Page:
Department of Medicine, Division of Infectious Diseases and Immunology
Chitin; Chitosan; Immunity, Innate
Immunology and Infectious Disease
Chitin is the second most common polysaccharide found in nature. It is present in crustacean shells, insect exoskeletons, parasitic nematode eggs and gut linings, and in the cell wall of fungi. The deacetylated derivative of chitin, chitosan, is less common but is particularly evident in certain species of fungi, such as Cryptococcus, and the cyst wall of Entamoeba. How mammals sense and respond to these polymers is not well understood, and conflicting reports on their immunological activity have led to some controversy. Despite this, promising translational applications that exploit the unique properties of chitin and chitosan are being developed.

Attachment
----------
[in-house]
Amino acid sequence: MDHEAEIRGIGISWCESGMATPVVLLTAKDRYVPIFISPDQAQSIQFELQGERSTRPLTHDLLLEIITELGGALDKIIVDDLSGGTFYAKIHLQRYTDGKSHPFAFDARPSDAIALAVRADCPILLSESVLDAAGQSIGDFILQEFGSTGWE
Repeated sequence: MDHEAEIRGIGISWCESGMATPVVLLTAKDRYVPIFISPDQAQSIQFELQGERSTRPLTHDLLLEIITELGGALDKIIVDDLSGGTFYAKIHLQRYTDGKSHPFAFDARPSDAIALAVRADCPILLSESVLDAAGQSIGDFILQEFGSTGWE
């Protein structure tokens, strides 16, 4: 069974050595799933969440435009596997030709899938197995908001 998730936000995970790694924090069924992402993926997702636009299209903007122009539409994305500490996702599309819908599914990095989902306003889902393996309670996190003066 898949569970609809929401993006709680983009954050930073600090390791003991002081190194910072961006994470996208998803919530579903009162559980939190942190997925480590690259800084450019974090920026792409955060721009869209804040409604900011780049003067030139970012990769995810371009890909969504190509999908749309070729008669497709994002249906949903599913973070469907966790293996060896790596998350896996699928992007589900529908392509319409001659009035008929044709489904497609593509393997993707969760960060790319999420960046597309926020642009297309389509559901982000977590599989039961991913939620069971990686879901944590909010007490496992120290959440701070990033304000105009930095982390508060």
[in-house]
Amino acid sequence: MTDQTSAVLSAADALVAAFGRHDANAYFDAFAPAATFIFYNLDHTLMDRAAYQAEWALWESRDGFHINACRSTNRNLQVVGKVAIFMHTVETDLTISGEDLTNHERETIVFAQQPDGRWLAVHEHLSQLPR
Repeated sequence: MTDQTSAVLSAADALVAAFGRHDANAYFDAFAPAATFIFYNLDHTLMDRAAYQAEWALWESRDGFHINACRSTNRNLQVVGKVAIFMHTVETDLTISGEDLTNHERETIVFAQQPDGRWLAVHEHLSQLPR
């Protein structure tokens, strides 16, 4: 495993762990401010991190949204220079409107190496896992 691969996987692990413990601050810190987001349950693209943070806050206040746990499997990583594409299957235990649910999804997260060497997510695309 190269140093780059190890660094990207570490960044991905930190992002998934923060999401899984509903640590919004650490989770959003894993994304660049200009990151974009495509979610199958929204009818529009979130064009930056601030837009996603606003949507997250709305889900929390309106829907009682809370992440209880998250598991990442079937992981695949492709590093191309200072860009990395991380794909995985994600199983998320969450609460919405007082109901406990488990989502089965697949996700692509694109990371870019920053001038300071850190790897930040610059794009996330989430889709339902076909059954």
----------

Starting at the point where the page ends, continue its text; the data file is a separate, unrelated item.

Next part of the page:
Rights and Permissions
Copyright: Bueter et al. This is an open-access article distributed under the terms of the Creative Commons Attribution License, which permits unrestricted use, distribution, and reproduction in any medium, provided the original author and source are credited.
DOI of Published Version
PLoS Pathog. 2013 Jan;9(1):e1003080. doi: 10.1371/journal.ppat.1003080. Link to article on publisher's site
Bueter CL, Specht CA, Levitz SM. (2013). Innate sensing of chitin and chitosan. Open Access Publications by UMMS Authors. https://doi.org/10.1371/journal.ppat.1003080. Retrieved from https://escholarship.umassmed.edu/oapubs/2401